About The Eugene Hotel

Our Unique History

In 1916, a local cattleman named Bird Rose (who also happened to be an avid sports fan) announced, “It is disgraceful not to have a decent hotel for home (University of Oregon) games.” At that time, there were only three hotels, all on Willamette Street, but none large enough to host banquets and athletic activities.

Plans for “Our Hotel” Began

Mr. Rose proved to be an excellent salesman, building enthusiasm in the community (populated then by only populated by 15,000 people) to construct a new hotel. He convinced ten local businessmen to advance $10,000 each to buy land and to engage an architect to draw up a set of plans for “Our Hotel.” Bird Rose presided over the project as president and a stock issue was offered in January of 1924. Some say it sold out within the first week.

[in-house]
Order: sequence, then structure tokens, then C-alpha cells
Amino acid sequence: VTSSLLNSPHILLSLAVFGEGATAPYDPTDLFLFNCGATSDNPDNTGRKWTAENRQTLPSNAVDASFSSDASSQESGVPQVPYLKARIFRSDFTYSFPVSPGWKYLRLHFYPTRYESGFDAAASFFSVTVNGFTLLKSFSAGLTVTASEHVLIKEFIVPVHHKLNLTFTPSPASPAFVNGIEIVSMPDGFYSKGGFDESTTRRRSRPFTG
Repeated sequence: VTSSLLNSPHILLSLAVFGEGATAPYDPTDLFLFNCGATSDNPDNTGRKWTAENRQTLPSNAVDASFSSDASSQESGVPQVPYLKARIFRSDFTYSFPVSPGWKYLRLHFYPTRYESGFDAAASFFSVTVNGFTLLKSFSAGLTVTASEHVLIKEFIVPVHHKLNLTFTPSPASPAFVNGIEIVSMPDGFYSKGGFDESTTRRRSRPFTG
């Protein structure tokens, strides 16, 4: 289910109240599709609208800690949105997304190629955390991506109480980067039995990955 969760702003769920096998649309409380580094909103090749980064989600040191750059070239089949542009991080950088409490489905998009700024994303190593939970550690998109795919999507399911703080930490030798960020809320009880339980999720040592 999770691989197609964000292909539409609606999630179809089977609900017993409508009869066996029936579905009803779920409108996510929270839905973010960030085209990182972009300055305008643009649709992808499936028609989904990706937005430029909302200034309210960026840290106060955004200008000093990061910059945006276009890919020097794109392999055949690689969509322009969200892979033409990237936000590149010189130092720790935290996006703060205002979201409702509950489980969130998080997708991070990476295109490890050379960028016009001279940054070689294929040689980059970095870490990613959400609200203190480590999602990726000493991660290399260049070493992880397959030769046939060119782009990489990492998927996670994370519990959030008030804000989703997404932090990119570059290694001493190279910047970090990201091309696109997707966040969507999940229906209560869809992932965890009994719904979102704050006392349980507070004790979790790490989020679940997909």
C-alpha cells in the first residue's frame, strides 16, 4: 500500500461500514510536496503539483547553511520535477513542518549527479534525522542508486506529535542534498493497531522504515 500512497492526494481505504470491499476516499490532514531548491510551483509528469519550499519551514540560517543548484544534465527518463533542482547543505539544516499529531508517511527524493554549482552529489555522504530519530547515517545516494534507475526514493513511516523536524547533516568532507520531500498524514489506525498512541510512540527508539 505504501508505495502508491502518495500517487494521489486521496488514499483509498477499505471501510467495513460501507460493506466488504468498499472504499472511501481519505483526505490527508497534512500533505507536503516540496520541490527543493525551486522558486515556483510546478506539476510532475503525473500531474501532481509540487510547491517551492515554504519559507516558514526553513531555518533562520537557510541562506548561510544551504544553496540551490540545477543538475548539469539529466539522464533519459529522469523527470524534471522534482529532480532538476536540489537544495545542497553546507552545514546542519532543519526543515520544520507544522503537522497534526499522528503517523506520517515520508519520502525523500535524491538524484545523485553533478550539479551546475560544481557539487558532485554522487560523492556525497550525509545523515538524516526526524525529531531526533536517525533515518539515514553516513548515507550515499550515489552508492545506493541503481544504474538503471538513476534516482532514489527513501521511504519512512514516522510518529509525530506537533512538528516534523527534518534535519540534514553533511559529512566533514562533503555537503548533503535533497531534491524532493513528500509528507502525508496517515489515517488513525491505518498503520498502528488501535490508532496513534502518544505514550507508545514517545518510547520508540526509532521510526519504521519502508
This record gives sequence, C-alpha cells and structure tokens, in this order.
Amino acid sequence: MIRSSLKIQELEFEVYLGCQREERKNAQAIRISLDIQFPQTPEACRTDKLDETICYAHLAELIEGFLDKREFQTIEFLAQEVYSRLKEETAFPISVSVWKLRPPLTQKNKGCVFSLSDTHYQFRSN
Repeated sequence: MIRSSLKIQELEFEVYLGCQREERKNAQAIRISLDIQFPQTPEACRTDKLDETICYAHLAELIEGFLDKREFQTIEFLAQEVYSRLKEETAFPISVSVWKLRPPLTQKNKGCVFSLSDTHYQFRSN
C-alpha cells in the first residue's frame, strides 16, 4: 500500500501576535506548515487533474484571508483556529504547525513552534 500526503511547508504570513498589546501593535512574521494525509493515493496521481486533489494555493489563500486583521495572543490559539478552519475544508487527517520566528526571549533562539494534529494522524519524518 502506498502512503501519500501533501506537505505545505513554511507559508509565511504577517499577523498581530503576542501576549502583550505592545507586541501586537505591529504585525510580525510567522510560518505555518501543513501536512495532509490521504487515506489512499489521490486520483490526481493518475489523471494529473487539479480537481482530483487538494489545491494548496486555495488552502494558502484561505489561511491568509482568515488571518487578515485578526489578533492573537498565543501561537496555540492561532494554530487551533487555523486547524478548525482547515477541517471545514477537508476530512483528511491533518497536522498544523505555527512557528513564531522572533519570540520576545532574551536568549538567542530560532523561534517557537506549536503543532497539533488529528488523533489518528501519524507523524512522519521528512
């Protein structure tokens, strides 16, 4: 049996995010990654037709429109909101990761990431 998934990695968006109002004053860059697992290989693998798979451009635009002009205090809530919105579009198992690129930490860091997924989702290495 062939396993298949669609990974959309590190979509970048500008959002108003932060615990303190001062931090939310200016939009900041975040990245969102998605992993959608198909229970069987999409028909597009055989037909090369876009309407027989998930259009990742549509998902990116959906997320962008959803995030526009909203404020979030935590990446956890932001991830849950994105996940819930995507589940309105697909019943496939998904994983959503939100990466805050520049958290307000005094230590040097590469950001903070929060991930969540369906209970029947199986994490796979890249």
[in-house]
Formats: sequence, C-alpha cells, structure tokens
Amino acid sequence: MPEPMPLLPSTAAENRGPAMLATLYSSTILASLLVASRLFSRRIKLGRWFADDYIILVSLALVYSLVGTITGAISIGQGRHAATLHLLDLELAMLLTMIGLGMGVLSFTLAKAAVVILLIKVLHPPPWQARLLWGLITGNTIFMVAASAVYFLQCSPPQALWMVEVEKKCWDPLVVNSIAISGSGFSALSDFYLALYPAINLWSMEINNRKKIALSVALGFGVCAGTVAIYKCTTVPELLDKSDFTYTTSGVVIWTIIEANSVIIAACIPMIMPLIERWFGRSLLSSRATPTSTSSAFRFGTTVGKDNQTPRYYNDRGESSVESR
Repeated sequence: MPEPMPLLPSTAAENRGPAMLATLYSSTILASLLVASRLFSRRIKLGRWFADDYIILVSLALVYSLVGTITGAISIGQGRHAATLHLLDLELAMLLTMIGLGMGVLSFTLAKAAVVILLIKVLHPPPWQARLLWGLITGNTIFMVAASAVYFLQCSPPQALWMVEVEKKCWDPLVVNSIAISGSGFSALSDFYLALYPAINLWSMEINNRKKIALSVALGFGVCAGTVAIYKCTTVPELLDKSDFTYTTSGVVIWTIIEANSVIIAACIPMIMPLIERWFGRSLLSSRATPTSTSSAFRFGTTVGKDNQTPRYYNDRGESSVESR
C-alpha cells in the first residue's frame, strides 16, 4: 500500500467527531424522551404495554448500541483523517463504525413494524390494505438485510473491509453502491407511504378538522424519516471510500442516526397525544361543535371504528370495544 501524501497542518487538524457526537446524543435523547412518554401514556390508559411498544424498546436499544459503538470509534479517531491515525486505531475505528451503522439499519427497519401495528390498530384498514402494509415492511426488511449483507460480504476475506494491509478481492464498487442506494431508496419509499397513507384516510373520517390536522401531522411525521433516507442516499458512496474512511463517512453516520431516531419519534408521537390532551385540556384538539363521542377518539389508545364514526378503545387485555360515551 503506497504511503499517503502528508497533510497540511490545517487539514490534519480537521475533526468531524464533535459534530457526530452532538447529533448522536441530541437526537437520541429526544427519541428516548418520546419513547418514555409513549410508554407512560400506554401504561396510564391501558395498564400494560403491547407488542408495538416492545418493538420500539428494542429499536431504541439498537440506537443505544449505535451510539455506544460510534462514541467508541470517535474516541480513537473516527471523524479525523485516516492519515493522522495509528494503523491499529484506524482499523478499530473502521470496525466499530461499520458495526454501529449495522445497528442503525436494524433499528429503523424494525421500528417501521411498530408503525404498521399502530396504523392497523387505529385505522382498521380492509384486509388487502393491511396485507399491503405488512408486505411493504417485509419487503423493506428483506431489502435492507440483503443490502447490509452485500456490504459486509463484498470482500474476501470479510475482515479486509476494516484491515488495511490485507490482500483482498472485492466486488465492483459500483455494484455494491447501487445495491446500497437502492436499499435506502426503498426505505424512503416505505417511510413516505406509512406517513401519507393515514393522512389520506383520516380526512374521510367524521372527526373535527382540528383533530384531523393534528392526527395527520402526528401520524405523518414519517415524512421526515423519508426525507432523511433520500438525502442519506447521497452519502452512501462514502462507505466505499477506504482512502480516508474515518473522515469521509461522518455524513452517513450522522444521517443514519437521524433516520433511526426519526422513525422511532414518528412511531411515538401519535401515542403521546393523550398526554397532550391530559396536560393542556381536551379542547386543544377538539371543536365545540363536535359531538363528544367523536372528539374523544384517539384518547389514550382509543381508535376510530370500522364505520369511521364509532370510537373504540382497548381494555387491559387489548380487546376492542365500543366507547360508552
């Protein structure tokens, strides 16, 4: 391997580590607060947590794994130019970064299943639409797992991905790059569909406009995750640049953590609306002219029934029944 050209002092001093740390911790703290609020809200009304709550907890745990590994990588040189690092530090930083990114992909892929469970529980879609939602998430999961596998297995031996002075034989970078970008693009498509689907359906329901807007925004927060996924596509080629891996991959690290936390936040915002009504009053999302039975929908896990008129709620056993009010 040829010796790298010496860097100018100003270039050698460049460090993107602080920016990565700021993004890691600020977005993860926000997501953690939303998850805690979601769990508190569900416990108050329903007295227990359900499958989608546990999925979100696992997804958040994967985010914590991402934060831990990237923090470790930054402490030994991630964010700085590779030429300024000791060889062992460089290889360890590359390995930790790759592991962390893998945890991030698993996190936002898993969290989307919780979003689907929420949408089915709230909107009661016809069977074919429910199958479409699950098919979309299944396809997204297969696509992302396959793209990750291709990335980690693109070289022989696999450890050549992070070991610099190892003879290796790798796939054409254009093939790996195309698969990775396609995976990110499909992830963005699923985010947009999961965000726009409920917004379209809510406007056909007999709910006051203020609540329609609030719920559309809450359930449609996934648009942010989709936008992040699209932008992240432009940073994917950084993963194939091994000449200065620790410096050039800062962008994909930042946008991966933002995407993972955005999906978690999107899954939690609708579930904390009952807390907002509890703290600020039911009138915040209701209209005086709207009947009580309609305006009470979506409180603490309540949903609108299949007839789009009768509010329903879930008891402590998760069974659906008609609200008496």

Construction began on March 1, 1924, with no expense being spared. It was important to the community that the building be fireproof with walls of sufficient thickness to help with heating and noise.

A Handsome Grand Opening

The Eugene Hotel opened its doors with dinner, dancing and much fanfare on June 15, 1925. Many prominent people in business and hotel circles throughout the state attended the Grand Opening. The Americanized-Spanish architectural style, with cream-colored stucco finish, caused it to be recognized as one of the most handsome hotels in the Northwest.

Tradition of Grace Lives On

The Eugene Hotel was a premier facility for local events and an inviting and elegant stopover for guests traveling the then new Pacific Highway 99. For nearly 60 years, The Eugene Hotel catered to visitors and locals alike, contributing to the lives and memories of politicians, entertainers, business people, University of Oregon students and tourists. Today the tradition of service, wonderful staff and ambiance live on. In 1983, The Eugene Hotel was converted to apartments for independent, active adults 58 and over. Its style still shines through and remains on the National Registry for Historic Places.